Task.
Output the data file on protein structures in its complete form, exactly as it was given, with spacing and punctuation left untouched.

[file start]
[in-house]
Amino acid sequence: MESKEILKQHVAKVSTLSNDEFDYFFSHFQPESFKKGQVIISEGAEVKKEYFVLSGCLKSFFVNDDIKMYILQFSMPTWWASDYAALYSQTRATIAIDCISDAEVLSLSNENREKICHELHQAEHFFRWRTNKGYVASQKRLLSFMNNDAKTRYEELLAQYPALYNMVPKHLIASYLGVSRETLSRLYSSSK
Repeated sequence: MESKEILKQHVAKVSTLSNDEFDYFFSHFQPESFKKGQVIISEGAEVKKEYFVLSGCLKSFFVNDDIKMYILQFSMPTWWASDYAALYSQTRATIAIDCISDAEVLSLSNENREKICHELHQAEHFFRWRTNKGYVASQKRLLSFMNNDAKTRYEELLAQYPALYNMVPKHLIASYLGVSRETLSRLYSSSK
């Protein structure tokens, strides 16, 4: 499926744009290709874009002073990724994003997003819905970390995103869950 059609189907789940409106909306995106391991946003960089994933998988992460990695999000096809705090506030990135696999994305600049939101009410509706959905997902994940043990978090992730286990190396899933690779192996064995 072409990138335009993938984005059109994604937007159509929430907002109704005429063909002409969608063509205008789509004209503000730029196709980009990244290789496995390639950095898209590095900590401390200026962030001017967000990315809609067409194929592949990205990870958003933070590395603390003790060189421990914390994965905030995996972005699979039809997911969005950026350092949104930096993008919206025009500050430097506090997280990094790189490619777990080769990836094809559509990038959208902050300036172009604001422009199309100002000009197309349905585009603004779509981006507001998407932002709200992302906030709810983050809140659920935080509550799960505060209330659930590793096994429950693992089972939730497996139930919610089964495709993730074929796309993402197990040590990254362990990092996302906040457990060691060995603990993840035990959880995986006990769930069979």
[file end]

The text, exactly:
[in-house]
Amino acid sequence: MESKEILKQHVAKVSTLSNDEFDYFFSHFQPESFKKGQVIISEGAEVKKEYFVLSGCLKSFFVNDDIKMYILQFSMPTWWASDYAALYSQTRATIAIDCISDAEVLSLSNENREKICHELHQAEHFFRWRTNKGYVASQKRLLSFMNNDAKTRYEELLAQYPALYNMVPKHLIASYLGVSRETLSRLYSSSK
Repeated sequence: MESKEILKQHVAKVSTLSNDEFDYFFSHFQPESFKKGQVIISEGAEVKKEYFVLSGCLKSFFVNDDIKMYILQFSMPTWWASDYAALYSQTRATIAIDCISDAEVLSLSNENREKICHELHQAEHFFRWRTNKGYVASQKRLLSFMNNDAKTRYEELLAQYPALYNMVPKHLIASYLGVSRETLSRLYSSSK
């Protein structure tokens, strides 16, 4: 499926744009290709874009002073990724994003997003819905970390995103869950 059609189907789940409106909306995106391991946003960089994933998988992460990695999000096809705090506030990135696999994305600049939101009410509706959905997902994940043990978090992730286990190396899933690779192996064995 072409990138335009993938984005059109994604937007159509929430907002109704005429063909002409969608063509205008789509004209503000730029196709980009990244290789496995390639950095898209590095900590401390200026962030001017967000990315809609067409194929592949990205990870958003933070590395603390003790060189421990914390994965905030995996972005699979039809997911969005950026350092949104930096993008919206025009500050430097506090997280990094790189490619777990080769990836094809559509990038959208902050300036172009604001422009199309100002000009197309349905585009603004779509981006507001998407932002709200992302906030709810983050809140659920935080509550799960505060209330659930590793096994429950693992089972939730497996139930919610089964495709993730074929796309993402197990040590990254362990990092996302906040457990060691060995603990993840035990959880995986006990769930069979």